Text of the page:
Russia Today and Russia's permanent mission to NATO no doubt couldn't believe their luck. As the United States and its allies increased criticism of Russia's links to the separatists that their evidence showed shot down Malaysia Airlines flight 17, here was a still-popular former member of Congress willing to say that his government was moving too fast, engaging in propaganda to impugn Russia.

That elected official was former Rep. Ron Paul (R-Tex.), who criticized the government's response over the weekend. "While western media outlets rush to repeat government propaganda" on the Malaysia Airlines crash, he wrote Sunday, "there are a few things they will not report." (Among those things that the media isn't reporting: that the U.S. is supporting Ukraine in the fight, that separatists couldn't operate the missile battery without training, and that separatists had recently inflicted heavy losses on Ukraine.) Russia Today, picking up an interview Paul gave to the conservative site Newsmax on Friday, summarized his thesis: "[F]ormer Texas congressman Ron Paul warned against jumping to conclusions over the culprits." God forbid we rush to repeat government propaganda.

There's not really anything new about this. Ron Paul's residency at the intersection of isolationism and government mistrust is part of what endeared him to supporters during his presidential bids in 2008 and 2012. But it remains to be seen what happens in 2016, when his son Sen. Rand Paul (R-Ky.) makes his (all-but-certain) play for the presidency. What happens when a Paul who actually has a chance to win decides to run?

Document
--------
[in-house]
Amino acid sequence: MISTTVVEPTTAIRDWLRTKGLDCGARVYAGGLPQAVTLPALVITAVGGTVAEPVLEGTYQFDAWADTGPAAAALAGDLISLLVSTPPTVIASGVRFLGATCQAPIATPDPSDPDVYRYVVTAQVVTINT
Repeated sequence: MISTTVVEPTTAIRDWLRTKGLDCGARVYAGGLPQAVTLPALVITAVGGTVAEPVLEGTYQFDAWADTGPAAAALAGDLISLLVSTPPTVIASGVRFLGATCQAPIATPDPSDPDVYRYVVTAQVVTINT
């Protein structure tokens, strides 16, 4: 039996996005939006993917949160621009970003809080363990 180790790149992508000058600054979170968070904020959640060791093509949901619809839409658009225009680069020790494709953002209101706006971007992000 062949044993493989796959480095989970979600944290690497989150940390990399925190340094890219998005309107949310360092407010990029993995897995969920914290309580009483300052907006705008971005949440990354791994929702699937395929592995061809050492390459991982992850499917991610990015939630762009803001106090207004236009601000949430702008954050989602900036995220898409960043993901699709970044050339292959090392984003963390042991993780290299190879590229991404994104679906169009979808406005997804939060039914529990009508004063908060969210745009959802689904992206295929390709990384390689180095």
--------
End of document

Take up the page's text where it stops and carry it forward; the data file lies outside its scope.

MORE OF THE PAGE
Since Rand's designs on the White House became apparent (probably a few sweeps of the hour hand after he was sworn in to his current position), the question has become: Is Ron Paul and his base of support -- heavily comprised of young libertarian men who take a particularly skeptical attitude toward government -- a benefit or a hindrance? Can Rand Paul win over both Redditors and Republicans? And: Does he need to?

Paul speaks at an event last June. (Photo by Chip Somodevilla/Getty Images)

Rand is today Kentucky's junior senator largely thanks to his father. Not entirely, of course; Rand is in many ways a more talented politician than Ron, and one better able to navigate between what one believes and what one should say out loud. But without the last name and the financial support of people who backed Ron Paul for president in 2008, Rand Paul's ascent to the U.S. Senate in the 2010 election would perhaps have been insurmountably steep.

Of late, Rand has been deliberate about distancing himself from his father, happy to know that Ron's out on some political ice floe somewhere. Rand recently yanked a book of his father's from a "student reading list" that was listed on his Senate Web site, apparently in part thanks to comments that could be perceived as anti-Israel. After an event in Berkeley in March, Rand told the Daily Caller that he has "pretty much quit answering" questions about Ron Paul's politics. "I’ve been in the Senate three years, and I have created a record of myself," Paul said, drawing an analogy between himself and George W. Bush, who was allowed to run as his own candidate in 2000.